Trade talks between the U.S. and China resumed this past week with, as expected, little sign of progress. Negotiators will meet again in September. Behind the scenes, both parties were encouraged by the other signaling it may soon move on key issues: for the U.S., negotiators believed the promised Chinese agricultural purchases would soon materialize at a large scale; for China, officials were expecting the U.S. Commerce Department to issue waivers next week that would allow firms to resume sales of non-national-security-linked components to Chinese firms. While neither of these developments are off the table (and both could very well show up in the August trade numbers), the consensus outlook for the U.S.-China relationship has worsened.
Thursday afternoon, U.S. President Donald Trump announced he would proceed with imposing tariffs on all U.S. imports from China (well, effectively all imports, there are a few products that will be excluded from tariffs, namely key pharmaceutical items). 10% tariffs on the remaining roughly USD 300billion of U.S. imports from China that have not already faced higher tariffs under Section 301 actions will now go into effect September 1. While the imposition of 10% tariffs is not a catastrophic increase in prices for the U.S., it does set up two exceedingly negative ongoing disruptions to the U.S. economy. 1) President Trump has confirmed, once again, that businesses will have to contend with an extreme level of uncertainty regarding U.S. trade policy. 2) With the implementation of this round of tariffs, consumers will be directly affected to a large degree (Exhibit 1 on next page, this 10% round would cover the entire “Proposed” section). The direct inflationary impact will be, to borrow the Federal Reserve’s (Fed) favorite word, “transitory”, but if businesses feel they can no longer avoid sales-killing tariffs, the costs incurred from restructuring production lines could be passed along to consumers over the next few years, prompting a sustained increase in prices.
EXHIBIT 1: Tariffed goods distribution across economic categories*
We should not underestimate the risk of tariffs being applied on September 1, but this development is not set in stone. The U.S. administration likely hoped for greater progress this week with China and perceives that its tough stance has been successful in bringing China to the negotiating table thus far, while avoiding damaging markets (recent all-time highs in the U.S. equity market go some way toward justifying this position). The global economy would be in a significantly stronger position than it currently is, and markets probably could have gone higher, without trade tensions over the past few years. We continue to believe some small deal on some of the less structural issues will be struck, however the timing of such an agreement has shifted to next, instead of this, year in our view, and progress toward such a deal does not forestall higher tariffs in the interim.
The uncertainty surrounding trade policy is one of the “global developments” the Fed highlighted in supporting its decision to cut rates Wednesday. President Trump has long advocated for lowering rates. In stressing these global developments, the Fed may have given the U.S. administration a road map for doing just that. Continuing to escalate trade tensions sets up the conditions for lower rates, as well as allowing the administration to burnish its protectionist credentials as the U.S. 2020 electoral season gets underway. Markets should not discount the political benefit in the U.S. of actions that seem ‘tough on China’ for candidates of both political parties.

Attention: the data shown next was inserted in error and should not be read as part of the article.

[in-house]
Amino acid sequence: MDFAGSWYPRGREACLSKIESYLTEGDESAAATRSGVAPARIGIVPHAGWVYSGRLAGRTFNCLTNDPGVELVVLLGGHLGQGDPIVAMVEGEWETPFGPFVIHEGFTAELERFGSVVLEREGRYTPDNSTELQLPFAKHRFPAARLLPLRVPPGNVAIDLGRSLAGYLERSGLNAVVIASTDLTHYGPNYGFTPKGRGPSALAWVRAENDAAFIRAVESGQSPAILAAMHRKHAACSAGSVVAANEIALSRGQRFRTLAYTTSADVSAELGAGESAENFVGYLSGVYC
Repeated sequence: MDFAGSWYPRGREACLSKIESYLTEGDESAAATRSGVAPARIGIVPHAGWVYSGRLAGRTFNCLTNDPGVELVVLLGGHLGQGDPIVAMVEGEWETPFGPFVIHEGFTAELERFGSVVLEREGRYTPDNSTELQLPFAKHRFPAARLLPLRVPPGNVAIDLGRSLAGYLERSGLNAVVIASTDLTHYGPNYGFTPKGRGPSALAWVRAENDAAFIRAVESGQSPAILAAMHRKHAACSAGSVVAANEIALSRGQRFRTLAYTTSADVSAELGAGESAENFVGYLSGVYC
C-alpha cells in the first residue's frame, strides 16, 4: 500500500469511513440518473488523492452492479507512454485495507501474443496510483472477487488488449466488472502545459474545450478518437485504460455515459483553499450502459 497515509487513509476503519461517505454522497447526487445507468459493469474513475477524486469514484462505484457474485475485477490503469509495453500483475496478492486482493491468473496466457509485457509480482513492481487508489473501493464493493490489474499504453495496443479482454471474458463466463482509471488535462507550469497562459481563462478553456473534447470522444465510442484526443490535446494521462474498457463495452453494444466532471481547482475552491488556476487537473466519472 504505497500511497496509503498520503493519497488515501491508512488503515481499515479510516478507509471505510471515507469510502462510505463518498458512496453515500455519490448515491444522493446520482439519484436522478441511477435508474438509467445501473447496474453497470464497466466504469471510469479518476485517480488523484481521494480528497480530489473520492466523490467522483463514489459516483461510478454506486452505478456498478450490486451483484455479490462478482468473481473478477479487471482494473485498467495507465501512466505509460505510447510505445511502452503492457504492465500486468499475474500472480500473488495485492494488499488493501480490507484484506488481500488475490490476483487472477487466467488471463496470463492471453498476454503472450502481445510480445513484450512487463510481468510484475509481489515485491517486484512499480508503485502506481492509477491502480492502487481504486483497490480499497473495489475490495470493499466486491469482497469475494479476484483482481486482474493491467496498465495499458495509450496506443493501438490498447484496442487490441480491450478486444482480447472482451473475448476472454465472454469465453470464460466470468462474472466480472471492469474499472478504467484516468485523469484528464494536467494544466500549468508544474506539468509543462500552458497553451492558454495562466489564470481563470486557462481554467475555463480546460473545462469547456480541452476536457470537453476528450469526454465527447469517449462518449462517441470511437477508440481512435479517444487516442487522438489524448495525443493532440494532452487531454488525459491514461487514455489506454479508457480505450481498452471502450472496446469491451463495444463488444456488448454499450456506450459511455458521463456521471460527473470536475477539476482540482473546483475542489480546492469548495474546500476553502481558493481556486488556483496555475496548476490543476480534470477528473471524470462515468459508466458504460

Investing under these conditions remains difficult. However, investors should take some comfort in the fact this dynamic is not exactly new. Trade risks have been present all year and market reactions follow a familiar path: the initial shock of the news prompts a sharp selloff in U.S. equities on the day—the S&P 500 price index was down 2.1% by market close; the uncertainty infects global equity prices (particularly in the U.S. and China) and raises concerns about China’s economic outlook for the next few days, U.S. equity futures currently suggest another 0.5% drop today and the Chinese renminbi sunk in both onshore (-0.7%) and offshore (-1.0%) trading; eventually, barring a continued media focus on trade tensions, investors return to focusing on what they were focusing on before. In that case, it will be the outlook for the U.S. economy amidst a middling earnings season and the appropriate reaction function of the Fed. Between yesterday and today, expectations for the Federal funds rate at end of year have moved down, with the market now pricing in slightly more easing.
As highlighted many times before, the biggest impact from trade tensions is felt in continued high uncertainty. This uncertainty overhang is one of the reasons high quality fixed income remains so expensive. After the trade announcement, the yield on the U.S. 10-year treasury sunk to 1.88%, while oil prices, a barometer of global demand, fell by over 6%. Trade tensions remain high, headline risk has not diminished, and investors are less certain than ever. The resulting high volatility argues for a more defensive tilt in portfolios, even though such protection remains expensive.
JPMorgan China Income Fund
To provide investors with income and long-term capital growth by investing at least 70% of its non-cash assets in (a) equity securities of companies which are based in, listed on any stock exchange of, or operate principally in the PRC and that the Investment Manager expects to pay dividends and (b) Chinese debt securities issued and/or distributed in or outside the PRC.